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Payment for diagnosing dementia

Portfolio politics

Louise Newson

11 November 2014

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dementia_shutterstock_161849198.jpgWorking as a part-time salaried doctor often means that I am one of the last to find out about policy and payment changes in general practice. However, it did not take me long to find out about the payment that has been offered for diagnosing dementia.

The vast majority of GPs have suffered reduction in their earnings over recent years and for this reason it is not surprising that some GPs have considered this payment to be a relatively easy way of making some more money.

However, dementia is not a relatively easy diagnosis to make and it certainly does have significant implications when the diagnosis is made. As there does not need to have a specialist confirmation of the diagnosis of dementia for this payment to be made, there is real concern that a diagnosis of dementia may be made inappropriately for some people. This undoubtedly will have massive detrimental effects on both the patient and their family.

It is therefore no surprise that leading doctors and health campaigners have written an open letter to NHS leaders calling for withdrawal of this scheme. The letter points out that diagnosing dementia is difficult and subjective and that there is a real possibility of misdiagnosis. In addition, it is extremely difficult for patients to opt out of a diagnosis. Receiving payment for a diagnosis of a condition can undermine confidence and adversely affect the doctor-patient relationship, the letter states.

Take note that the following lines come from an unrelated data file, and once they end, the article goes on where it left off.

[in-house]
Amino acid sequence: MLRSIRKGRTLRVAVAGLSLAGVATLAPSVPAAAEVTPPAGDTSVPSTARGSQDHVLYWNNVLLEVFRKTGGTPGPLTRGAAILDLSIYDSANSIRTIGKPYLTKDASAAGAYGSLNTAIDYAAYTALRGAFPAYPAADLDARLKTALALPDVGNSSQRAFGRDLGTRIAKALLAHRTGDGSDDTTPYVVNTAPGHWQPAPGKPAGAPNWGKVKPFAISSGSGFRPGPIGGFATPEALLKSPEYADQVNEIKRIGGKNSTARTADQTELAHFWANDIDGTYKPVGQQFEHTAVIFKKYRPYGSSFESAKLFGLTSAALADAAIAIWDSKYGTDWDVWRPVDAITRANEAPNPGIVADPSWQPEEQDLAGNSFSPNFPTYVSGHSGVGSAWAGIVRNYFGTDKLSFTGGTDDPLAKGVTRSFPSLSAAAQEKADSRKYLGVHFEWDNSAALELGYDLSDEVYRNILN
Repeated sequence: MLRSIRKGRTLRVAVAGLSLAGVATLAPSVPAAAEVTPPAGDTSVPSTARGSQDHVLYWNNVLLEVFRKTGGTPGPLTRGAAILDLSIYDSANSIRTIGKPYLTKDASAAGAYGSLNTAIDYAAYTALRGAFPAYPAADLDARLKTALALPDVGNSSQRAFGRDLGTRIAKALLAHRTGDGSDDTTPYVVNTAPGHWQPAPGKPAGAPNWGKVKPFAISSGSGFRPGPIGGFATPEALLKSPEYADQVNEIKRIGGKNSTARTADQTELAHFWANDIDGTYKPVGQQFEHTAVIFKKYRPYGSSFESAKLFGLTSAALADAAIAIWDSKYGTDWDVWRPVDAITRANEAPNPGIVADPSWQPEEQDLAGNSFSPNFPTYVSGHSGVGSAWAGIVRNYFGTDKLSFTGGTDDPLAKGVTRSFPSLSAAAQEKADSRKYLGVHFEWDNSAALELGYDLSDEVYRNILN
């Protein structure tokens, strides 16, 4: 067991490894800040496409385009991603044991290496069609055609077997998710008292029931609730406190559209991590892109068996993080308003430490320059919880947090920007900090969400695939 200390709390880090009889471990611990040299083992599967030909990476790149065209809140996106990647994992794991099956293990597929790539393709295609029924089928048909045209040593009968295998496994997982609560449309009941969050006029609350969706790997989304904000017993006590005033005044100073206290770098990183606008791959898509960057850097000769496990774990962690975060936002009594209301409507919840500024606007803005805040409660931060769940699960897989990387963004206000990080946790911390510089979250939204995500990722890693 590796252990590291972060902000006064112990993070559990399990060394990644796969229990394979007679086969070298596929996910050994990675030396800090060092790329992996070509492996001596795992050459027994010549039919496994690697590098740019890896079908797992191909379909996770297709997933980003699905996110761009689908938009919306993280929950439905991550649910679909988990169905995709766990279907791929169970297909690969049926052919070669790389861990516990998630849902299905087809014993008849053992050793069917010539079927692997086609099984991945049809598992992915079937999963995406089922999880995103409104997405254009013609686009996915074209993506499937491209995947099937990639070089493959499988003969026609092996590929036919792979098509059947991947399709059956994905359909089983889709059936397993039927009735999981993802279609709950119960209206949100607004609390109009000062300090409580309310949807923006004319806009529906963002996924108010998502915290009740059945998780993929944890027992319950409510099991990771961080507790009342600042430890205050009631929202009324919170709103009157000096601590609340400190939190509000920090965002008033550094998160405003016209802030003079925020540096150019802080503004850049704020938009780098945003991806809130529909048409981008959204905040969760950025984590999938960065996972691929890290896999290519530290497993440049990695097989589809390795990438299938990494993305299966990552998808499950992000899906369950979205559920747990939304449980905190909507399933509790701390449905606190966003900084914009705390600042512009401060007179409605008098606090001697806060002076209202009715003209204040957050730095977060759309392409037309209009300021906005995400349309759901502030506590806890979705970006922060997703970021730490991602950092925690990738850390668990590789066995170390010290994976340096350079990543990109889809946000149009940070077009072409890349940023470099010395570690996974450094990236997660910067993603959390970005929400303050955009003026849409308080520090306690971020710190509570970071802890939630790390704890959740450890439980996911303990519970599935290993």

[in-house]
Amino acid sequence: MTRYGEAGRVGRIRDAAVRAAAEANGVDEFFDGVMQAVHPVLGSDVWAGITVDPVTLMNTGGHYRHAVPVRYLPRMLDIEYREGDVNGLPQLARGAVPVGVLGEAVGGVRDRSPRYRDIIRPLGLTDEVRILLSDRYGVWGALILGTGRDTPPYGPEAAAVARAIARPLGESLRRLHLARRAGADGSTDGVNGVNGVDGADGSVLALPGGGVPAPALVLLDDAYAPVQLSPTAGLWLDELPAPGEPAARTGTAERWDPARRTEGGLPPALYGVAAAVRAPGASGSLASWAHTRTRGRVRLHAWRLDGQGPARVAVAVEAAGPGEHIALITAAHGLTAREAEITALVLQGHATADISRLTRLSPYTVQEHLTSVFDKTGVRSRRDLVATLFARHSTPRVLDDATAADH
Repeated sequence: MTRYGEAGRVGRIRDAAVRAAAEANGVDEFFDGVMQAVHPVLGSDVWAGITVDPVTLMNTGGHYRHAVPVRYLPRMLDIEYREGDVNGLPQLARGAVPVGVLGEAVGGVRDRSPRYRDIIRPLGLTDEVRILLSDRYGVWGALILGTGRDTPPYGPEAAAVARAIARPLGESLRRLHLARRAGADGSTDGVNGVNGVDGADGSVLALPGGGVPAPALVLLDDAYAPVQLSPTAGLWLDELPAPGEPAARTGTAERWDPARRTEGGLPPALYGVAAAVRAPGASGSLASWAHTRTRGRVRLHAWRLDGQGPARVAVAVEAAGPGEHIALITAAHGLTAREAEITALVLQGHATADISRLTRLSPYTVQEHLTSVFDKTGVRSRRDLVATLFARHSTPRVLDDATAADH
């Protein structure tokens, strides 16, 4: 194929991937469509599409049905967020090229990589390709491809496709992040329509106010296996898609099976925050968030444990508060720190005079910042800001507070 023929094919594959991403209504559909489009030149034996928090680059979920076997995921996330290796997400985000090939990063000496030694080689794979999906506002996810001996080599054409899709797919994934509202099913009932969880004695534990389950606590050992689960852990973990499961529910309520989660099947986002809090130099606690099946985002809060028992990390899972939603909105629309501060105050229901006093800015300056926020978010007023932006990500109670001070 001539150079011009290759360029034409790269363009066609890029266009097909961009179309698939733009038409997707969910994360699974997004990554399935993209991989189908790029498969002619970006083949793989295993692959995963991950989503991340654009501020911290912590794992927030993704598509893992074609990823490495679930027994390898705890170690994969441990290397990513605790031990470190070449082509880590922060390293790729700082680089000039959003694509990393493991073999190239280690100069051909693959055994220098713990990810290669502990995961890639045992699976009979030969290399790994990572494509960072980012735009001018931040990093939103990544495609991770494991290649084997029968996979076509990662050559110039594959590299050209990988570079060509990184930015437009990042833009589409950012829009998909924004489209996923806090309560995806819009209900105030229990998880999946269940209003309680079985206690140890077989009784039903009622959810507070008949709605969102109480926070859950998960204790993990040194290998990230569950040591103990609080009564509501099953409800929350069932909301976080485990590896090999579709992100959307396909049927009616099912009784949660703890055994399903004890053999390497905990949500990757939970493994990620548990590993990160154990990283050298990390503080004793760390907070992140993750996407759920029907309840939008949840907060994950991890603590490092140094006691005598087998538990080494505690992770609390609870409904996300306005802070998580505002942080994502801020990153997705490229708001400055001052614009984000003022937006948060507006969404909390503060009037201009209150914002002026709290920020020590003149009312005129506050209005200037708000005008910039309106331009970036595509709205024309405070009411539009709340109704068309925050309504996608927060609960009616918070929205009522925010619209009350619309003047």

Since 2006 there has been a sharp rise in the diagnosis of dementia in England. This is thought to be mostly due to increasing awareness and diagnosis of the condition and better recording, rather than a large increase in actual prevalence of dementia. It is not known whether this payment scheme will lead to even more cases being diagnosed.

Interestingly, a recent poll has shown that over three quarters of GPs agree that practices should boycott the plans to pay money to diagnose dementia. Surely this money is better used towards caring those people who are already known to have dementia or to fund more research to find new treatments?

Author

Louise Newson

Louise is a part-time GP in Solihull, as well as a writer for numerous medical publications, including www.patient.co.uk. She is an Editor and Reviewer for e-learning courses for the RCGP. She is an Editor for Geriatric Medicine journal and the British Journal of Family Medicine. Louise has contributed to various healthcare articles in many different newspapers and magazines and is the spokesperson for The Information Standard. She has also done television and radio work. Louise is a medical consultant for Maverick TV and has participated regularly in ‘Embarrassing Bodies Live from the Clinic’. Louise has three young children and is married to a consultant urological surgeon. Although her spare time is limited she enjoys practising ashtanga yoga regularly and loves road cycling – she has raised over £2K for a local charity, Molly Olly Wishes by competing in a 120km cycle ride!

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